I gave bench pressing a try in the gym today to see if my injuries have healed enough. No dice. I’ve used light weight and worked my way up to 115lbs (far from the measly 200ish I was doing pre-injuries).
I did about 3 sets of 3 reps before I felt some pain. 115lbs. Hm…
As I fretted next to the bench about how long my progress will take, I thought of how I was able to do a few sets of 8 push ups ealrier in the week feeling some uh-oh pain. That’s 8 reps of me pushing my bodyweight of about 185lbs. So why am I wasting my time with bench pressing?
I don’t mean to invoke DIY science but if bodyweight exercises are better for our bodies, core strength, balancing our muscles, etc. while bench pressing can create imbalances (yes, while I’m ignoring the benefits of bench pressing), maybe I should focus more on the stuff I can do and worry about the stuff I can’t.
After all, I always felt a lot more robust and stronger after pumping out push ups than bench presses. My upper back is worked along with my chest while the bench press does nothing for my back. I’m not dissing the bench press. It’s one of the main compound exercises for building functional strength. I’m just thinking that while I’m trying to recover and bounce back form many injuries (at my age), I should be thinking of what would benefit my body the most.
In case you don’t already know, I’ve been blogging about my slow recovery from a few injuries in the gym (tennis elbow, torn biceps, rotator cuff injuries to name a few). So it’s a big deal to me that this morning I braved it and took a chance at seeing if I could perform one of my favourite exercises, the dip (see above video). I did 5 reps, took a rest, did 5 more, took a rest and did 3. Pain started to come but it went away. And I felt pumped and strong. How I missed that feeling.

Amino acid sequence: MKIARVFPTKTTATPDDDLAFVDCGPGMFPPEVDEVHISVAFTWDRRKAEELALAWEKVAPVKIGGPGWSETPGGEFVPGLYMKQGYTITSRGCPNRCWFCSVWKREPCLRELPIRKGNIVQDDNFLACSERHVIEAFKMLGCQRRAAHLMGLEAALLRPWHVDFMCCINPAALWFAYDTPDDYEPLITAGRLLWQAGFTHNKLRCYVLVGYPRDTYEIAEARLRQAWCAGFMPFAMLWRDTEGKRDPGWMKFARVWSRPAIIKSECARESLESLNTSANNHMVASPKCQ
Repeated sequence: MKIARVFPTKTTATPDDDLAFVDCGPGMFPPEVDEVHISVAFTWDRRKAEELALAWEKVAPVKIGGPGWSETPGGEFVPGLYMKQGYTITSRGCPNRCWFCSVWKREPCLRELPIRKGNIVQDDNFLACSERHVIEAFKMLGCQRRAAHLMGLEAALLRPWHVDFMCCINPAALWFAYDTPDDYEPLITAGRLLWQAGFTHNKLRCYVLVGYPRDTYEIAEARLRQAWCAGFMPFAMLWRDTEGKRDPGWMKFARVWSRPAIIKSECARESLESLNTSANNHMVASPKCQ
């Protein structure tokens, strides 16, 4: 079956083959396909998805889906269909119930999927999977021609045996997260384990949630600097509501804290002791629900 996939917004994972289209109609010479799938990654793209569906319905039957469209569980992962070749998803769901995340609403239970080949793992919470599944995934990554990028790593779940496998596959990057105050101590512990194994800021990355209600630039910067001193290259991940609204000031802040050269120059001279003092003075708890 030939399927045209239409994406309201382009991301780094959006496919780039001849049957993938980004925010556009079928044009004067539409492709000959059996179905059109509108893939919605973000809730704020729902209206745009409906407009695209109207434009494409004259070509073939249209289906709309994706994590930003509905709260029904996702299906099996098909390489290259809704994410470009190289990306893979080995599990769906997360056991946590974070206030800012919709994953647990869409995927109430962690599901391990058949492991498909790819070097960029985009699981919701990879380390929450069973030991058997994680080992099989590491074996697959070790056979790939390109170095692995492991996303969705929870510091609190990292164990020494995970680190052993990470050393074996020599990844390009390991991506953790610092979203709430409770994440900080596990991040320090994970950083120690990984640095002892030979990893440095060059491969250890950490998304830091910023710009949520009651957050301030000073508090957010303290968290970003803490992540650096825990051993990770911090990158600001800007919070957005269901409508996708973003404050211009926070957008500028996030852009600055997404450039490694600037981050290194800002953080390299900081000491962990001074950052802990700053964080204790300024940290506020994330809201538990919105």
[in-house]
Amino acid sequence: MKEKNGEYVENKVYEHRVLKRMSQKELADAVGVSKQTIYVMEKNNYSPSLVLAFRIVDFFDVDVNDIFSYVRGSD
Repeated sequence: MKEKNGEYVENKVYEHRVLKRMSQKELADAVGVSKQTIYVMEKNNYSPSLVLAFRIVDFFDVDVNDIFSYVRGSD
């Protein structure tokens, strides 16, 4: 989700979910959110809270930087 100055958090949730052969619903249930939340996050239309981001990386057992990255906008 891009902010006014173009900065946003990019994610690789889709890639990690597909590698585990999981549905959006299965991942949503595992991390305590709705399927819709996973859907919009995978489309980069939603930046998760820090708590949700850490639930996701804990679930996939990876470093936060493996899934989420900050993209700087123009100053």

And all I did were 3 short sets. It felt good! My chest and triceps felt back to normal. This is something I’ve been noticing lately. You don’t have to do a large amount of sets or reps. Ok, I always knew this about barbell training but does it apply to bodyweight training? I always see bodyweight routines with high numbers like 30, 50 even 100 reps of multiple sets.
Before my injuries, my aim was 75 dips in total. That’s a lot to strive for! I guess. I see others do it. I wonder what benefits you receive with 75 dips vs. 5 sets of 5? Is it endurance? Is there more strength somehow? Perhaps it’s simply larger muscles? I know crossfitters love this concept.
I’d love to hear about your experiences with bodyweight training. Should I (slowly) work my way back to my goal of 75 dips? Maybe doing them consecutively isn’t the answer. Maybe 75 dips in total throughout a workout? So many variations…
For years I’ve been eagerly trying to get cut up, bulk up, push up, eat up, bla bla bla only to injure myself into feeling I have to work full time as a bodybuilder or, ugh, fitness model, and eat like a bird in order to achieve my goals. What average person has that kind of time?
I appreciate learning about the video above (hat tip to rosstraining.com). I’ve frequented bodybuilding forums over the years where everysooften a guy would share his experiences in posing for a bodybuilding product ad. The story was always the same – a few days before the photo shoot, the model would change his diet so he was down to a dangerous bodyfat percentage in the low single digits. Meanwhile, the rules for advertising a gym product dictated that the model had to have used it at least once. So a few reps or a scoop of whatever it was he posing with, and boom, you’re duped into thinking you, too, could have an impressive physique if you use the product.
Yeah, I used this thing to get all big and ripped. Right.
Genius video. I like how Furious Pete used the visual medium to show how anyone can make themselves look like a fitness guru. Even I experienced this myself. After a workout, I’d be quite pleased with my mirror reflection post-shower, pre-drying only to be saddened after a few days’ hiatus from the gym.
So here’s your takeway:
Don’t bother looking at before and after pics as this is the PhotoShop/Lighting/Filter Effects Age, after all
Keep consistent with whatever exercise routine you choose
That’s it. And the only other products you need are time and patience.